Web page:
Possible Medications for Enuresis.  There are a few medications that can be used to reduce bedwetting.  Three medication regimens have been found to be effective:

  • Desmopression acetate: This medication helps to increase the level of ADH that is present for a child throughout the night.  This helps the bladder to function appropriately throughout the night to help with urination that is involuntary.
  • Anticholinergic medications: These medications help the bladder hold more urine.  This medication helps the bladder not to become full and need to be released.
  • Imipramine:  This medication is a medication that decreases bladder contractility and increases the outlet resistance. It also inhibits the reuptake of norepinephrine or serotonin at the presynaptic neuron due to being an antidepressant medication.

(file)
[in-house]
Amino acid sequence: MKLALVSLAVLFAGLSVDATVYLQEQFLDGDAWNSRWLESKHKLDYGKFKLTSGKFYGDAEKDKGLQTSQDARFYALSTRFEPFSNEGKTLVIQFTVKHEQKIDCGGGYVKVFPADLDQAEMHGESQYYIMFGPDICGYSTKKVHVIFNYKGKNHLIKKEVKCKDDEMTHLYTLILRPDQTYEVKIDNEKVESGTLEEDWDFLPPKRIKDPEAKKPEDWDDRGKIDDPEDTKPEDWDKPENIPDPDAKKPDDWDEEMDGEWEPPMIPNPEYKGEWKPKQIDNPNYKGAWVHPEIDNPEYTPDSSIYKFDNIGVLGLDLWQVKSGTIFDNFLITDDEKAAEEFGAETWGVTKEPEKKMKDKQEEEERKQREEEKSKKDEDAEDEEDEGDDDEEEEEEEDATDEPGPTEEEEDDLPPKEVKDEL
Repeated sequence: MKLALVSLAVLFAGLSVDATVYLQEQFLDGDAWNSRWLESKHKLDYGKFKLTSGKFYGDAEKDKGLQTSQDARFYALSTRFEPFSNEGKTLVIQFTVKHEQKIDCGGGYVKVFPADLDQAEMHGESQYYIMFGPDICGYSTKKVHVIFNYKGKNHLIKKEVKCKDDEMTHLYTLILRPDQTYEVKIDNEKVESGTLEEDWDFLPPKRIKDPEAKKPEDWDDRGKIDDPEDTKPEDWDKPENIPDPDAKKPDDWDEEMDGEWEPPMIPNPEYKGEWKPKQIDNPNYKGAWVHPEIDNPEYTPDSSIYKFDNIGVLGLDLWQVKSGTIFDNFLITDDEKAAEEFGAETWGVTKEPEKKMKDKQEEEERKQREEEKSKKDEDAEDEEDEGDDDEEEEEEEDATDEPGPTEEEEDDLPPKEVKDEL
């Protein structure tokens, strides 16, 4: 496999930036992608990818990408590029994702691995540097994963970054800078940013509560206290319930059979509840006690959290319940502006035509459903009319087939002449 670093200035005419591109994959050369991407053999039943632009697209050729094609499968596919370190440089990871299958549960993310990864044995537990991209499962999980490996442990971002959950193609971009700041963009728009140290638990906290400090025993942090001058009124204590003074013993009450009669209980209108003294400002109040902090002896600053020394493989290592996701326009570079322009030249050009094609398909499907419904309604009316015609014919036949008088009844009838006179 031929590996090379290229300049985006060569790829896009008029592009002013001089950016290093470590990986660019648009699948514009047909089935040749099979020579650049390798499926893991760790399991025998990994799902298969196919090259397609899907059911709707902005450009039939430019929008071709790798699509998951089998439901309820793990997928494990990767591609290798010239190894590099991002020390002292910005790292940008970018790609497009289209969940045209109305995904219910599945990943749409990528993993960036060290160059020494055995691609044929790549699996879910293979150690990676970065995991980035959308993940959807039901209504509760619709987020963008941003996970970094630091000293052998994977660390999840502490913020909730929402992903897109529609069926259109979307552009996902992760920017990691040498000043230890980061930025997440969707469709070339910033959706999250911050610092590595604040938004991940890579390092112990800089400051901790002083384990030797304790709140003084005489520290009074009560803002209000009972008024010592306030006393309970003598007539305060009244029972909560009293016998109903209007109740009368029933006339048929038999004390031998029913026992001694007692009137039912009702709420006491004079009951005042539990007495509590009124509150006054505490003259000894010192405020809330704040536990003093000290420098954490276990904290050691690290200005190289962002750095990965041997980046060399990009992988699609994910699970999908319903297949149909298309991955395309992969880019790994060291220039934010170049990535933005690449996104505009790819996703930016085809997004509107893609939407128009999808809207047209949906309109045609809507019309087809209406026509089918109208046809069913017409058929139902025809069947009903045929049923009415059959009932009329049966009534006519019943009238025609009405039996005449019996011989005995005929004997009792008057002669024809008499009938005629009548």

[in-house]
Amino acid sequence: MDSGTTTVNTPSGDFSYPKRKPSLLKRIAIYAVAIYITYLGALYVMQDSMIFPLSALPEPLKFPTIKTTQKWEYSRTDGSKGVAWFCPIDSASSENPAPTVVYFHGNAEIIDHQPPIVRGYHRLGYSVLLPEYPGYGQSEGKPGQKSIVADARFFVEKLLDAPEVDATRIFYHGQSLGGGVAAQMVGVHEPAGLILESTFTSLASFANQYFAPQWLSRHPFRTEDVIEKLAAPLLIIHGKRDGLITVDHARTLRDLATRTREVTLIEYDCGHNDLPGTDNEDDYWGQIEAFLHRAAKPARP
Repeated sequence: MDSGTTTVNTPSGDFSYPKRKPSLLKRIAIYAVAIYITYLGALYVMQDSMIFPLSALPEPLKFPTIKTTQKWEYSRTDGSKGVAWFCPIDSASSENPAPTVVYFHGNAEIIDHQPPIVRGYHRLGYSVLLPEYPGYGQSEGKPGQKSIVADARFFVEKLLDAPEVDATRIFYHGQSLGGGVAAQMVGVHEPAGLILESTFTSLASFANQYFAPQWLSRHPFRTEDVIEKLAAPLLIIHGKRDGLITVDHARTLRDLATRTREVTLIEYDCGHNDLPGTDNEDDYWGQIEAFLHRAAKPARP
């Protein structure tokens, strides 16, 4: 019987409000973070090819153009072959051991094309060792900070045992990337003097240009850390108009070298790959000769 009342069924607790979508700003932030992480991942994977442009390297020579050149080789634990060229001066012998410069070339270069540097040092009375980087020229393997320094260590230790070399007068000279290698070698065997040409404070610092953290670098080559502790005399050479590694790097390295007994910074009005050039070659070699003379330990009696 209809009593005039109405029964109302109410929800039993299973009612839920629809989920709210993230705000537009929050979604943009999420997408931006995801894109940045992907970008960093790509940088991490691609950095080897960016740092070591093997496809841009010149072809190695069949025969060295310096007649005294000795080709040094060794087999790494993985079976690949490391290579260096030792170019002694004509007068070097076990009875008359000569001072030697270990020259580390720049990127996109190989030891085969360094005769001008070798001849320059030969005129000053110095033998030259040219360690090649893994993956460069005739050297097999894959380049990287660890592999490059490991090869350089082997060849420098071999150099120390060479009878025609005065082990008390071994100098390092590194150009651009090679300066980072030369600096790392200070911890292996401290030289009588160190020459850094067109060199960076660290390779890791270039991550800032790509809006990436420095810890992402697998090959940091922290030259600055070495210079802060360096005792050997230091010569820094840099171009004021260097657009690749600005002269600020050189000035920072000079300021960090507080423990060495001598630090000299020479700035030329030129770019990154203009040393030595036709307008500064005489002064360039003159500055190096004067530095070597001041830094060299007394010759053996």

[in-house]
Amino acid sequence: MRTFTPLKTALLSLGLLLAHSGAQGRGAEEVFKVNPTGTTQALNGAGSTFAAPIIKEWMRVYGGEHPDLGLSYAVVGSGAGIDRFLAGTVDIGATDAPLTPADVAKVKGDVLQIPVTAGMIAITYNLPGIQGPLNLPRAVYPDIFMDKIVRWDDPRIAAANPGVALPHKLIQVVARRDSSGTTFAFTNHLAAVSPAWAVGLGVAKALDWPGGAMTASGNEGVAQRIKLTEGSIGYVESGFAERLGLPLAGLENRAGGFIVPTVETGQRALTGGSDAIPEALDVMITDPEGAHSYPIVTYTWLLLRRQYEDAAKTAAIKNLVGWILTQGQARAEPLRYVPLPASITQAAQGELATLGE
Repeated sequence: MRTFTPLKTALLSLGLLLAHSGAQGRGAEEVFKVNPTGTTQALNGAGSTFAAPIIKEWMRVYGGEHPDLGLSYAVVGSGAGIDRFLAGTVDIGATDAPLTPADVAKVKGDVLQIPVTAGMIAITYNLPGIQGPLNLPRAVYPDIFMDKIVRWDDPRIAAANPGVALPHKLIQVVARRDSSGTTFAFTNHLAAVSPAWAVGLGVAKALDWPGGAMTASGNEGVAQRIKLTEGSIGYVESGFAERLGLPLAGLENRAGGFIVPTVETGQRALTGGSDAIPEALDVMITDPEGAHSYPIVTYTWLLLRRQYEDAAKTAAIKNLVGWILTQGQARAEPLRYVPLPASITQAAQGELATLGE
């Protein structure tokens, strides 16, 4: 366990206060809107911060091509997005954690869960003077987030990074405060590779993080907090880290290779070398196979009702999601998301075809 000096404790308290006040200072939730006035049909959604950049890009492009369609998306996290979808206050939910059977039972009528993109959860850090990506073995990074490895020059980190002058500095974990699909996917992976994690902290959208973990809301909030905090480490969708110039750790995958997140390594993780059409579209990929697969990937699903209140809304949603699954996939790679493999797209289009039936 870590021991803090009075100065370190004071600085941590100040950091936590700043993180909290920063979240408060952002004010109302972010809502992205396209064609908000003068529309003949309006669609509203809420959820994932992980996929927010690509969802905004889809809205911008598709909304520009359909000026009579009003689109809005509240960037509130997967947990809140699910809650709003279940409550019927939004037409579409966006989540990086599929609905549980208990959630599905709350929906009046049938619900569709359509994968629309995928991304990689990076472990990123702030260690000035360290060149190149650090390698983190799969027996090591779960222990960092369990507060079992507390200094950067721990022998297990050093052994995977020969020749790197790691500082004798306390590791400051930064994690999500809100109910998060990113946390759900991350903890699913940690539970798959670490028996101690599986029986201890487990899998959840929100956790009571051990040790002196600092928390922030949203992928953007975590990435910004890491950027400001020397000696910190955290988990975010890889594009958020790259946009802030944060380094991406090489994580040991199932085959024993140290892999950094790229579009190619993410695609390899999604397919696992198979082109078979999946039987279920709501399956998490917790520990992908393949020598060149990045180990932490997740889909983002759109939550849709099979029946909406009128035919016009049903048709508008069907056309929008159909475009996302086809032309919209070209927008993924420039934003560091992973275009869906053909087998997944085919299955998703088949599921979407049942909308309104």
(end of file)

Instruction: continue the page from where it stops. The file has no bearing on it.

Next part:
Home Remedies to help Enuresis. There are many home remedies to help in the reduction of bed wetting.  Reducing the evening fluid intake is important and doing this by not drinking an hour or two before bedtime.  There needs to be toilet time before the child goes to bed and being strict with this guideline.   There can be a time that the child is woken up each night to go to the bathroom so that if they are training their bladder they are doing this consistently.  A token economy or a sticker and reward system for each night of not wetting the bed can increase motivation for the child not to want to wet the bed and change this behavior.  It is important that the guardians focus on the problem of bedwetting and not blaming or punishing them if they wet the bed.  If they are ridiculing it can increase negative feelings which can hinder the child not to want to talk about what is going on and hide sheets and clothes.  The guardian also needs to work to be more patient and supportive and in doing this it can increase the success of the reduction of bed wetting.